The grand jury meetings occurred numerous times, concluding in 1978. Several officers who were alleged to have been involved in some of the burglaries were granted immunity from prosecution in return for their grand jury testimony. Other current and former officers were also called to testify. II. CONTENTS OF GRAND JURY REPORT

At the Conclusion of its investigation, the grand jury submitted to Vermilion County Circuit Judge James Robinson a seven-page report (drafted by then-Assistant State's Attorney Craig DeArmond). The grand jury requested that the report be made public, and the report was released on December 20, 1978.

According to the grand jury report, 34 unsolved burglaries were committed in Danville in 1970 and 1971. The report noted that during 1970 and 1971 a series of suspicious burglaries attracted the attention of several ranking officers, and that during this time 37 burglaries were reported, of which only three were solved or cleared by arrest. The remaining 34 burglaries, according to the report, were all discovered by one of four officers, each of whom was either on patrol duty during a night shift or was voluntarily accompanying his colleagues on such patrol. The burglaries all occurred at night, and the targets were all commercial establishments. The report listed 14 particular burglaries for which the grand jury had received evidence.

The grand jury report refers to plaintiff twice. The first reference is in a summary of the testimony of Officer Joseph Miller, who at all relevant times worked for the Danville police department. Miller had participated in an internal investigation of the suspected misconduct, and the grand jury report summarizes his testimony regarding a burglary of the local American Legion Hall as follows:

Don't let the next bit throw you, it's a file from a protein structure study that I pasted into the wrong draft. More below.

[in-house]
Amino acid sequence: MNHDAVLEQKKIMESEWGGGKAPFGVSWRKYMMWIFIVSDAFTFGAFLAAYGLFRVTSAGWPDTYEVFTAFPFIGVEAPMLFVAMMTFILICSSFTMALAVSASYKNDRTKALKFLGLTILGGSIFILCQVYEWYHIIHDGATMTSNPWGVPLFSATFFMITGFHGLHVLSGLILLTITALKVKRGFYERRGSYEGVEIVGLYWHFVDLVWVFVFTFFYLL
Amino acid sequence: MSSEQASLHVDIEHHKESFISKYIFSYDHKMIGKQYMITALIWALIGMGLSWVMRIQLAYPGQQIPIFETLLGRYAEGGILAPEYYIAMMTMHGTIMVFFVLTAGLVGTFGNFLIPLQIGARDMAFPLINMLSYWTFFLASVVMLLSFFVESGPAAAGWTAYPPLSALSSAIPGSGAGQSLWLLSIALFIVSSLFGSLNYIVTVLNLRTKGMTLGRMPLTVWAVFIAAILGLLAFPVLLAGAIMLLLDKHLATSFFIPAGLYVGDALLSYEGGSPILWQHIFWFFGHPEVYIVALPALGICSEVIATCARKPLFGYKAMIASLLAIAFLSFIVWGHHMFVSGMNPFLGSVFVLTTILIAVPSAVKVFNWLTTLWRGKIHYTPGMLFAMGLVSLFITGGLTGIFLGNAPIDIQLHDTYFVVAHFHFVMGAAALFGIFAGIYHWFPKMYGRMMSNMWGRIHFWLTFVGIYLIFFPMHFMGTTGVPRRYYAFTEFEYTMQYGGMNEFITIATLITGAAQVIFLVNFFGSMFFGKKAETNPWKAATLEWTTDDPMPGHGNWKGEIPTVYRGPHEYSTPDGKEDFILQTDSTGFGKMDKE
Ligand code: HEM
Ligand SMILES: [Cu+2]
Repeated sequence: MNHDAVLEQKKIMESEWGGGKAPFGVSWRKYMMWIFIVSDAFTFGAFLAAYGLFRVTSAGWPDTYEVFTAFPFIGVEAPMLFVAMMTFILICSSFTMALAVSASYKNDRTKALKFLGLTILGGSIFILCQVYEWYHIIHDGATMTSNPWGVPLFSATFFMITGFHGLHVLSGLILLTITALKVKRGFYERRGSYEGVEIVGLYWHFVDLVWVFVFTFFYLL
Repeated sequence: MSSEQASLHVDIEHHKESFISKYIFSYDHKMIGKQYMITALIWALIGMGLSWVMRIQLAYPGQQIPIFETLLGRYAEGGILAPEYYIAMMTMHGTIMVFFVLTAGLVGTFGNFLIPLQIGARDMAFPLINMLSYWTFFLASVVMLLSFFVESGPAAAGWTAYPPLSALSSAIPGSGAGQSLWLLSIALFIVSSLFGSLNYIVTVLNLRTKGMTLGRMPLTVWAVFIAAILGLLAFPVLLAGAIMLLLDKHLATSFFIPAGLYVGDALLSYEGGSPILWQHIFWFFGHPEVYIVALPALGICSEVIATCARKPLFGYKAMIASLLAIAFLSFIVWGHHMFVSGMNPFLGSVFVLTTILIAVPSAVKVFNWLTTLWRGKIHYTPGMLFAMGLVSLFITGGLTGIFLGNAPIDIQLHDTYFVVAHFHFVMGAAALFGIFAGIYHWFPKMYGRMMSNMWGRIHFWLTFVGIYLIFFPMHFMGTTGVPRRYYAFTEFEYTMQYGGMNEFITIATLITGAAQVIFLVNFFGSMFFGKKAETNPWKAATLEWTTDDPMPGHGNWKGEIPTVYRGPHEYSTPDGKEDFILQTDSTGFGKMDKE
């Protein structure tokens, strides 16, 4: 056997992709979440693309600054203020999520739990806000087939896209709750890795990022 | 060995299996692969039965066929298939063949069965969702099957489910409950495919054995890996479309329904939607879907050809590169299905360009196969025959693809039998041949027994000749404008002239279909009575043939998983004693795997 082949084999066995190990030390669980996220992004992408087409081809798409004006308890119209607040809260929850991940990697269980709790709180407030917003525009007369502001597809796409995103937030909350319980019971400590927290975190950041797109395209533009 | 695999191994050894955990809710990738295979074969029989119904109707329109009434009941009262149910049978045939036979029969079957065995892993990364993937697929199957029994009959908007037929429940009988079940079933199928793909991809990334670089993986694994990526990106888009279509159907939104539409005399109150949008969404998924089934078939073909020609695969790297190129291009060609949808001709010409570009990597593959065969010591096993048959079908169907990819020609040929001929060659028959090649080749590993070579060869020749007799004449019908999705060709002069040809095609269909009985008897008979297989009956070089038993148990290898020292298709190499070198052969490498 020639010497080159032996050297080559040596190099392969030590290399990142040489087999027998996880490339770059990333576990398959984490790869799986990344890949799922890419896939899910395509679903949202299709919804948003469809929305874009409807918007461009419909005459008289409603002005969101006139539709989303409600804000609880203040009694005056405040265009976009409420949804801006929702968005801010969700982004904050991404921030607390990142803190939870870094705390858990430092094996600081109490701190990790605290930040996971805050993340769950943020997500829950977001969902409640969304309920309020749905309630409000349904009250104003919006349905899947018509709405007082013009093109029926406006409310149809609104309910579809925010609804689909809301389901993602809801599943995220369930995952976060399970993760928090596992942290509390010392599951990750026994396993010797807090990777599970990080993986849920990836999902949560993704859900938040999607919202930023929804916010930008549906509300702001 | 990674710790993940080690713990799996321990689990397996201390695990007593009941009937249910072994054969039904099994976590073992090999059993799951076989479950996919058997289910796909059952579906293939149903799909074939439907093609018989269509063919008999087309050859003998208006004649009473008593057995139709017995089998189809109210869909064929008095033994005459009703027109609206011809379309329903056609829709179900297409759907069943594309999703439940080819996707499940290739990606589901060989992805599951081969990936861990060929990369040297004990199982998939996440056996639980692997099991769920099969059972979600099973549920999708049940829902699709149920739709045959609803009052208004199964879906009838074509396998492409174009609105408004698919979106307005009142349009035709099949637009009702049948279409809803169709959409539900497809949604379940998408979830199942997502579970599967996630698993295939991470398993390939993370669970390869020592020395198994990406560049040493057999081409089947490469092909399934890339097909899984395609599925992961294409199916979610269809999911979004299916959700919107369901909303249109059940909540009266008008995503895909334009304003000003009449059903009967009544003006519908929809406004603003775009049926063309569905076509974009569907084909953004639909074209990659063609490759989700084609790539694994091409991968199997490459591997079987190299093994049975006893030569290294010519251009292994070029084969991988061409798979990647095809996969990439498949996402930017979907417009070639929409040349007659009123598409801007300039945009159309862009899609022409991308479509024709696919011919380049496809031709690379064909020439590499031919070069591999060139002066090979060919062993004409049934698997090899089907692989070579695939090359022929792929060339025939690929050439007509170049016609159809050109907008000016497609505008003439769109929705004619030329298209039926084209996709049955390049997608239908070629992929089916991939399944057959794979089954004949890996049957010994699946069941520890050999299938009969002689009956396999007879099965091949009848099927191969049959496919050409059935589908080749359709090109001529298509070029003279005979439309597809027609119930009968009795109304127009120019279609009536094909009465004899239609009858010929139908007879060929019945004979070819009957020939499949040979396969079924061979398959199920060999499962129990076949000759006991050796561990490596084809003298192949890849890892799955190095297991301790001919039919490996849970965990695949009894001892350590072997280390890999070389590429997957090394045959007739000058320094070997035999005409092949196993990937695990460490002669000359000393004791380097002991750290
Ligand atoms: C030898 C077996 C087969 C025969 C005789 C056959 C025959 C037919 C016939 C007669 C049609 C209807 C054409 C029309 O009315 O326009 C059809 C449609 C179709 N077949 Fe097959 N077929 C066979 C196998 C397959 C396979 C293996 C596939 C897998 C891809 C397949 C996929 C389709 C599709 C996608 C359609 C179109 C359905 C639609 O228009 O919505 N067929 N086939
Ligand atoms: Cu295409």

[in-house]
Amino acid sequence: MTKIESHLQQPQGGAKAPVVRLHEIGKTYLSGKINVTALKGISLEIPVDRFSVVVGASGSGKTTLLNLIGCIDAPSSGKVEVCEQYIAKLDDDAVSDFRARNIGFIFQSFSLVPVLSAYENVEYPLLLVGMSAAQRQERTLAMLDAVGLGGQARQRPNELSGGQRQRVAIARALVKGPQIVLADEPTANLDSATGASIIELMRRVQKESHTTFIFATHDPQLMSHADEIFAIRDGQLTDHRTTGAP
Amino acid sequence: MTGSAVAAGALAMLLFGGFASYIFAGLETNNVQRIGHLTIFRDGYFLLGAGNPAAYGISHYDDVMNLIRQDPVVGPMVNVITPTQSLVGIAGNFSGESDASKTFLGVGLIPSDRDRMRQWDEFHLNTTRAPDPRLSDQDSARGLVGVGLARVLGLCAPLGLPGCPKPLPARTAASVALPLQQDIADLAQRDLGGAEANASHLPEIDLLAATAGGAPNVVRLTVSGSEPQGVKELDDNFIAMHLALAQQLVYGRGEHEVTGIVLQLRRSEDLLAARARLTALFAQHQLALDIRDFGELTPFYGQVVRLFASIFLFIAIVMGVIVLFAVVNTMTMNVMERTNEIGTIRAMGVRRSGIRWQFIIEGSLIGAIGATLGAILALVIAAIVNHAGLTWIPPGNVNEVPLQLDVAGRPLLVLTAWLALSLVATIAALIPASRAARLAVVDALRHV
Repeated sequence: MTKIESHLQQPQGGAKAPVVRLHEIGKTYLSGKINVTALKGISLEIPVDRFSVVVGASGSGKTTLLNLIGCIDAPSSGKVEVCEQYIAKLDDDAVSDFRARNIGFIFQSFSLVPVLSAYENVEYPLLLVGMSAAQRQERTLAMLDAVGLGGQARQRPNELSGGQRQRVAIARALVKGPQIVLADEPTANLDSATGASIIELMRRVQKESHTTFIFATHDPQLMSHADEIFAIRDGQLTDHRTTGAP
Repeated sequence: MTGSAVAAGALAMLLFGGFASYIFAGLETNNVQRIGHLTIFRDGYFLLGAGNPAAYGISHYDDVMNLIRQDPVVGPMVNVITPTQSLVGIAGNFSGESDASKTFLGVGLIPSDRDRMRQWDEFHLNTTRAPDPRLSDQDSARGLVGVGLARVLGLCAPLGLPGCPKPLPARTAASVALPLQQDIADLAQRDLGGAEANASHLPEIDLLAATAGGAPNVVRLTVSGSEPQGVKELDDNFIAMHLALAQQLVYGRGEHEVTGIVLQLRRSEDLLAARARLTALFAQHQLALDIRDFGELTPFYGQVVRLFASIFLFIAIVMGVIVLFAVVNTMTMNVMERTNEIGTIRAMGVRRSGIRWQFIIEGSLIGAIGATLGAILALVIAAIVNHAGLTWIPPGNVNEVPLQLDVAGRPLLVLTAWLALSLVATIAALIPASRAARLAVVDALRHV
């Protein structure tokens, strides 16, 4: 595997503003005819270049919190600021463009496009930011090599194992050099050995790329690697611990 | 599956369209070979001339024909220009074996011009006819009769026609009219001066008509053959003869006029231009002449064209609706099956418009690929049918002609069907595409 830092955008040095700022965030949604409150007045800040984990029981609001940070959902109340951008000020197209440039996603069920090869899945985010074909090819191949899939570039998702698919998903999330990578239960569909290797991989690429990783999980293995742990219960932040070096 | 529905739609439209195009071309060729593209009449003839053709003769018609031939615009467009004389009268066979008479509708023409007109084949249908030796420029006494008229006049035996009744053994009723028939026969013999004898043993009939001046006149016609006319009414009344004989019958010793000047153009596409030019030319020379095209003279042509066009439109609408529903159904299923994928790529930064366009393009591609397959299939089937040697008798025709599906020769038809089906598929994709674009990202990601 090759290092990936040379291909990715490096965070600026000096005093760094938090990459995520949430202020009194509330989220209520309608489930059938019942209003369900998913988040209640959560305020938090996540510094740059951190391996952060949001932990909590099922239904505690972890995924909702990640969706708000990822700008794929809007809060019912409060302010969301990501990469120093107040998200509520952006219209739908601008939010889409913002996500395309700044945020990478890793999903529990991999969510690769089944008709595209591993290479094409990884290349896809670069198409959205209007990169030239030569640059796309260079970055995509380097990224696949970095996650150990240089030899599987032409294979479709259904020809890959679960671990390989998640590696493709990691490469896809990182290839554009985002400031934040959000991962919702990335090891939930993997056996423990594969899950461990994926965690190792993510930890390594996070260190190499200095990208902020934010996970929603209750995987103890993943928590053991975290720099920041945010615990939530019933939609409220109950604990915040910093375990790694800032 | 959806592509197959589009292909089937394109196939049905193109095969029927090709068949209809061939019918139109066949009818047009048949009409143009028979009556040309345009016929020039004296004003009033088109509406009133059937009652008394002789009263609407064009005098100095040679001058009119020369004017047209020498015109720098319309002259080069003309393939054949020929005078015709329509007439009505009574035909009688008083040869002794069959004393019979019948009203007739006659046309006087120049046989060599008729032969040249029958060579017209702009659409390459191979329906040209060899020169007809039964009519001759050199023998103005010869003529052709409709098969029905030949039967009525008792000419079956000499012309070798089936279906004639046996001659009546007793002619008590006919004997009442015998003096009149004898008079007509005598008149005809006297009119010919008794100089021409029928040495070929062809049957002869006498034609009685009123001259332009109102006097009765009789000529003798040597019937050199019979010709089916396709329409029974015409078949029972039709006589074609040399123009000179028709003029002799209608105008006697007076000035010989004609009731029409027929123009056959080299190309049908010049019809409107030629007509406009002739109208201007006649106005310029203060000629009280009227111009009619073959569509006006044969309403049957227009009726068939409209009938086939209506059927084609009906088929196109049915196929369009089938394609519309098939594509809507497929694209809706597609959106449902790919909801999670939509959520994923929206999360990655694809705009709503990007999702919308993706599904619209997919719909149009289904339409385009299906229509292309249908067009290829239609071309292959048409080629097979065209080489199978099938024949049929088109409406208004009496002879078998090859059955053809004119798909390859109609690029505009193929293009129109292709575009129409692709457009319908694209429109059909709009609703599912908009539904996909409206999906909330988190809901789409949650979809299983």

"Officer Miller described the Legion burglary of December 21, 1970 and how [Officer] Massey had fortuitously discovered an open window, failed to call it in, met with Officer Hill and returned to the Legion, leaving Miller posted outside. Miller testified that Massey had previously questioned him concerning whether upon finding a place broken into, would he accept something taken by officersMassey also asked him what his favorite liquor was; to which Miller replied, 'Scotch'. After all officers who initially responded; including: Calvin Norman, Jerry Hill, Jack Roland and Michael Reed, had left, the owner was called to check out the premises. When they left the scene Officer Miller found a bottle of Scotch under his side of the seat in their squad car."

The grand jury report also refers to plaintiff in summarizing the testimony of Lieutenant Edwin McGee, who, like Miller, had participated in the police department's internal investigation. The grand jury report states:

"Lieutenant Edwin McGee testified as to his responding to the August 25, 1971 burglary at Harding's Pharmacy where he found Officers Hill and Reed at the scene with Roland and Massey showing up later. His investigation of the scene, specifically including the watch case and shaver display showed nothing to be missing or disturbed, however, when he read the report submitted the next day by Hill, it showed watches, shavers and radios to have been taken along with a large amount of cash."